Later, the RF&P revised the power dimensions, reducing cylinder volume by decreasing cylinder diameter to 23 inches (584 mm) and driver diameter by four inches to 69" (1,753 mm) while increasing boiler pressure to 200 psi (13.8 bar). They also added 31 sq ft (2.9 sq m) in arch tubes, bringing the direct heating surface total to 225 sq ft (20.9 sq m) and total evaporative heating surface to 3,125 sq ft (290.3 sq m).
The first four were scrapped before US entry into World War Two. Somehow, the 55 remained on the roster until April 1950.
Built for the Washington Southern at about the same time only a few years after Baldwin built Pacifics for the RF & P (Locobase 5694) , these engines differed primarily in the type of valve gear. They were later superheated along the same lines as the 201 class.
These were the first Pacifics on the RF & P; 10 were built by Baldwin for the Washington Southern in 1904, while the other 5, appropriately enough, were supplied to the RF & P by Alco's Richmond works a year later. Virtually identical to the Harriman Light Pacific design then being delivered to the Southern Pacific (Locobase 4407) and Union Pacific (Locobase 4408), the design was relatively small even at that early date.
A few of the class were later superheated; see Locobase 7114.
These were delivered with slide valves enjoying a 6" travel. One notable ratio is the relatively small firebox heating surface. As these Pacifics operated for several decades (retirements in a wide span from 1937 to 1950), it's not surprising that they were later superheated. See Locobase 7112.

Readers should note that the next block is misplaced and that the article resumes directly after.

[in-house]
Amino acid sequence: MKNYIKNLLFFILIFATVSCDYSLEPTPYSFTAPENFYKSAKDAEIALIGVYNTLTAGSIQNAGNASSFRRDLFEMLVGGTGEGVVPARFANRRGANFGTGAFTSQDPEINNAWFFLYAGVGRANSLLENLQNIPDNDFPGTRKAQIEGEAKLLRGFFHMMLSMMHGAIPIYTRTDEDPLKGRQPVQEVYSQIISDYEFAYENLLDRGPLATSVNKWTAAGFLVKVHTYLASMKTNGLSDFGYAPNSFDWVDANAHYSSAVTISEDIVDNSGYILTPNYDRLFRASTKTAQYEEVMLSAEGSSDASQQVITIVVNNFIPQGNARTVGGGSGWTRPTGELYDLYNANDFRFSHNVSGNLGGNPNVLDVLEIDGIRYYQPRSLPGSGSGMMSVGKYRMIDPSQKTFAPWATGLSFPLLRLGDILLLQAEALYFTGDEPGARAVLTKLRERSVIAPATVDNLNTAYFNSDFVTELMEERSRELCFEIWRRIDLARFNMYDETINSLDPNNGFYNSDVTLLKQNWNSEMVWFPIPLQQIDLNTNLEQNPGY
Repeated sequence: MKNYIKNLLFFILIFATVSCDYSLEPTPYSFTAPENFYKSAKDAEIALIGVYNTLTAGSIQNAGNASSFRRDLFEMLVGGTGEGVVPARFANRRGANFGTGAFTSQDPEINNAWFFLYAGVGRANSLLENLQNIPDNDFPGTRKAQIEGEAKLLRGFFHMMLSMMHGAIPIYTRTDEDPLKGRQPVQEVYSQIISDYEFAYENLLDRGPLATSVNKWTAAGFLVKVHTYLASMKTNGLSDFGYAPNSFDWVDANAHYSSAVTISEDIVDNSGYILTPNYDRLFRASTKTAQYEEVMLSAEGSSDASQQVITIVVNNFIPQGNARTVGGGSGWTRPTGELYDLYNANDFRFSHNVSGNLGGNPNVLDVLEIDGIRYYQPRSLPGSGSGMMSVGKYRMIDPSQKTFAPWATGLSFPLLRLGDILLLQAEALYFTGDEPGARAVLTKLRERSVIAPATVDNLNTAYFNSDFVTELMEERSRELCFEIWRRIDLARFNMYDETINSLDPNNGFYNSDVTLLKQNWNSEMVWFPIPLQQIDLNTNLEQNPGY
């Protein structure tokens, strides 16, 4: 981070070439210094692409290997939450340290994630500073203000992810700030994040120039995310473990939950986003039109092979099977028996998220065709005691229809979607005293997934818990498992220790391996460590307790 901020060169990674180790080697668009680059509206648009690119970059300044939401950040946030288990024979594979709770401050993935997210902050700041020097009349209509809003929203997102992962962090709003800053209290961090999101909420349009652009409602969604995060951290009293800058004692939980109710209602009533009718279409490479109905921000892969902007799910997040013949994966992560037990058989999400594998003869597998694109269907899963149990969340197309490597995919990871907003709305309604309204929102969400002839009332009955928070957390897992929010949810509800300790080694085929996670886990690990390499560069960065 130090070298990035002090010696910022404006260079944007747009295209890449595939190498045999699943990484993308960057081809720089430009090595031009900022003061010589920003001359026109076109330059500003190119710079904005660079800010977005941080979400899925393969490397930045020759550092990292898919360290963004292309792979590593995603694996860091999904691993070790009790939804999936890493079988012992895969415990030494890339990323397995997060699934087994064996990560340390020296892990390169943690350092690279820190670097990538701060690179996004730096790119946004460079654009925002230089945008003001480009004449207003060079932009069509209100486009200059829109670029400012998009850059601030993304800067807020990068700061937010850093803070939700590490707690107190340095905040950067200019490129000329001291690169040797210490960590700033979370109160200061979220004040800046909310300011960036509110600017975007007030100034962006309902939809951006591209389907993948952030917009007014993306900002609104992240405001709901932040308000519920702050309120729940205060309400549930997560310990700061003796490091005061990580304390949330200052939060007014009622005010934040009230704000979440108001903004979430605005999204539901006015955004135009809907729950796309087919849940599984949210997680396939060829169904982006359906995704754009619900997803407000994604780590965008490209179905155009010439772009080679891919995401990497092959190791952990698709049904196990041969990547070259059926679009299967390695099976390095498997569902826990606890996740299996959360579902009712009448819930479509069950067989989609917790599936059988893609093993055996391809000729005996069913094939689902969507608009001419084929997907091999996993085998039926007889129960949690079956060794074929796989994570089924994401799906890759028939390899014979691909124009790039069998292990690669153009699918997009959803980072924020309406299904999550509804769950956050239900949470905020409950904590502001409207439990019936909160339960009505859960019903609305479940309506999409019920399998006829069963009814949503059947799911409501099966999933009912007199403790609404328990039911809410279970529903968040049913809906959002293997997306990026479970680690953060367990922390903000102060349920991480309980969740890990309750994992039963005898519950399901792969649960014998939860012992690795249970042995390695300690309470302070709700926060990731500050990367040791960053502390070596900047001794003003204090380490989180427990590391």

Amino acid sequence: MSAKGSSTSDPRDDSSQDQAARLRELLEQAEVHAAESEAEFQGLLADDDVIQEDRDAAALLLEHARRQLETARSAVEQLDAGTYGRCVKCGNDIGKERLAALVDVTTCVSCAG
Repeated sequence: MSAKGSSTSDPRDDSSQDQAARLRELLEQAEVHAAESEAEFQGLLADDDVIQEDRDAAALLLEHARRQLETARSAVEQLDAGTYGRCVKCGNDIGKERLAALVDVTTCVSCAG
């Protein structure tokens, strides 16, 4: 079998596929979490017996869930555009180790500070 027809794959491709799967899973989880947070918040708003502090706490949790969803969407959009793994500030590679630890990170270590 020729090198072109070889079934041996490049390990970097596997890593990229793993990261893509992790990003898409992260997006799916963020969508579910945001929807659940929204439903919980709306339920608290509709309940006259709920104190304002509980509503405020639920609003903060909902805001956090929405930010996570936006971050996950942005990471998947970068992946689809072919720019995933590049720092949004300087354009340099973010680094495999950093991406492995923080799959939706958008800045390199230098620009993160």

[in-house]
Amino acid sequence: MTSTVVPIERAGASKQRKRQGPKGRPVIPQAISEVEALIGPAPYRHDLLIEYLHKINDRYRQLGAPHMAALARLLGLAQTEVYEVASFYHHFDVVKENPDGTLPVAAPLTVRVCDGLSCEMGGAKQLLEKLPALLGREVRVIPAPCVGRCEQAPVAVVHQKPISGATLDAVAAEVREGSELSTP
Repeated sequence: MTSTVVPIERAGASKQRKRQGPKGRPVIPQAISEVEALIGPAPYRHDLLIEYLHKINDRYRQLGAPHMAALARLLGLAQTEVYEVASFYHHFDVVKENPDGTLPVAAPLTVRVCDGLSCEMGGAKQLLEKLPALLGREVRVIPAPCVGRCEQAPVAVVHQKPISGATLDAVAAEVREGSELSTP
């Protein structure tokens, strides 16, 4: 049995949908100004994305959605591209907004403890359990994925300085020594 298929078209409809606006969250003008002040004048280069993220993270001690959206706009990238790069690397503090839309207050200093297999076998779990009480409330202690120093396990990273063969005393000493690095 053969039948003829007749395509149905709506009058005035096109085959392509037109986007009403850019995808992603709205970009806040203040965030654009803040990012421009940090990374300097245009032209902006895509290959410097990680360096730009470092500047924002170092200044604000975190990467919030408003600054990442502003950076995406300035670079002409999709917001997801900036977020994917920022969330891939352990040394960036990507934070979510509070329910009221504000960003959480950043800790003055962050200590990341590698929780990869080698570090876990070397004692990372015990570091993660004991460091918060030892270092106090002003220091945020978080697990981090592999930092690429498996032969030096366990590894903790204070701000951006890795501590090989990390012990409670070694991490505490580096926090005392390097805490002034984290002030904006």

|Specifications by Steve Llanso of Sweat House Media|
|Class||151 - superheated||201 - superheated||264||301||301 - syphons||325||401||401 - syphons||51 /251||56 / 256||60 / 151||80 / 201|
|Railroad||Richmond, Fredericksburg & Potomac (RF&P)||Richmond, Fredericksburg & Potomac (RF&P)||Richmond, Fredericksburg & Potomac (RF&P)||Richmond, Fredericksburg & Potomac (RF&P)||Richmond, Fredericksburg & Potomac (RF&P)||Richmond, Fredericksburg & Potomac (RF&P)||Richmond, Fredericksburg & Potomac (RF&P)||Richmond, Fredericksburg & Potomac (RF&P)||Washington Southern (RF&P)||Richmond, Fredericksburg & Potomac (RF&P)||Richmond, Fredericksburg & Potomac (RF&P)||Richmond, Fredericksburg & Potomac (RF&P)|
|Road Numbers||151, 153, 156||80-85 / 201-206||90-94 / 264-268||301-312||10-21/301-312||325-328||1-6/401-406||401-406||51-55 / 251-255||256-263||60-74 / 151-165||80-85|
|Builder||shops||RF&P||Alco-Richmond||RF&P||several||Baldwin||Baldwin||RF&P||Baldwin||Richmond||several||Burnham, Williams & Co|
|Locomotive Length and Weight|
|Ratio of driving wheelbase to overall engine wheebase||0.37||0.39||0.37||0.37||0.37||0.36||0.38||0.37||0.39||0.37||0.39||0.39|
|Overall Wheelbase (engine & tender)||65.56'||64.56'||67.50'||73.87'||73.75'||74.33'||72.33'||74.12'||68.67'||64.31'||58.45'||61.96'|